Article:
Time Course of Effects of Cardiac Resynchronization Therapy in Chronic Heart Failure: Benefits in Patients with Preserved Exercise Capacity

Authors


Address for reprints: Massimo F Piepoli, M.D., Ph.D., F.E.S.C., Heart Failure Unit, Cardiac Department, G. da Saliceto Polichirurgico Hospital, Cantone del Cristo, 29100 Piacenza, Italy. Fax: 390 523 330814; e-mail: m.piepoli@ausl.pc.it

Abstract

Objectives: To assess in patients with chronic heart failure the effect of cardiac resynchronization therapy (CRT) over 12 months' follow-up the time course of the changes in functional and neurohormonal indices and to identify responders to CRT.

Methods: Eighty-nine patients (74.1 ± 1 years, left ventricular ejection fraction [LVEF] < 35%), QRS complex duration >150 ms, in stable New York Heart Association (NYHA) class III or IV on optimal medical treatment were prospectively randomized either in a control (n = 45) or CRT (n = 44) group and underwent clinical evaluation, cardiopulmonary exercise testing (CPET), 2D-Echo, heart rate variability (HRV), carotid baroreflex (BRS), and BNP assessments before and at 6- and 12-month follow-up.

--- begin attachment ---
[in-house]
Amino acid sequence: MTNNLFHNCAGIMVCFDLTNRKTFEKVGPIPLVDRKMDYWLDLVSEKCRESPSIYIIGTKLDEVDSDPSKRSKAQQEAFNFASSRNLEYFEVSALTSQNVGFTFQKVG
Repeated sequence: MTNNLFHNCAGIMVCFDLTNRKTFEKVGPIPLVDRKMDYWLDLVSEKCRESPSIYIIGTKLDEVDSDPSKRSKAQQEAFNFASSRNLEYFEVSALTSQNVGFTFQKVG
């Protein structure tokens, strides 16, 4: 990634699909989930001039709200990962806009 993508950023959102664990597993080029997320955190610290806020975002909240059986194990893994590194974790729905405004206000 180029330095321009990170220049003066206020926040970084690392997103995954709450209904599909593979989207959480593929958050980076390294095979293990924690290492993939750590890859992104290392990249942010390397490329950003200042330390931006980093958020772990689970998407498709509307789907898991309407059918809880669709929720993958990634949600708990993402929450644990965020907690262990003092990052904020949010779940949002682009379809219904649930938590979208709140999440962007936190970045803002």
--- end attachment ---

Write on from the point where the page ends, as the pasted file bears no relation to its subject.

Results: In the CRT group, improvement of cardiac indices and BNP concentration were evident at medium term (over 6 months) follow-up, and these changes persisted on a longer term (12 months) (all P < 0.05). Instead CPET indices and NYHA class improved after 12 months associated with restoration of HRV and BRS (all P < 0.05). We identified 26 responders to CRT according to changes in LVEF and diameters. Responders presented less depressed hemodynamic (LVEF 25 ± 1.0 vs 22 ± 0.1%), functional (peak VO2 10.2 ± 0.2 vs 6.9 ± 0.3 ml/kg/min), and neurohormonal indices (HRV 203.6 ± 15.7 vs 147.6 ± 10.ms, BRS 4.9 ± 0.2 vs 3.6 ± 0.3 ms/mmHg) (all P < 0.05). In the multivariate analysis, peak VO2 was the strongest predictor of responders.

Conclusions: Improvement in functional status is associated with restoration of neurohormonal reflex control at medium term. Less depressed functional status (peak VO2) was the strongest predictor of responders to CRT.

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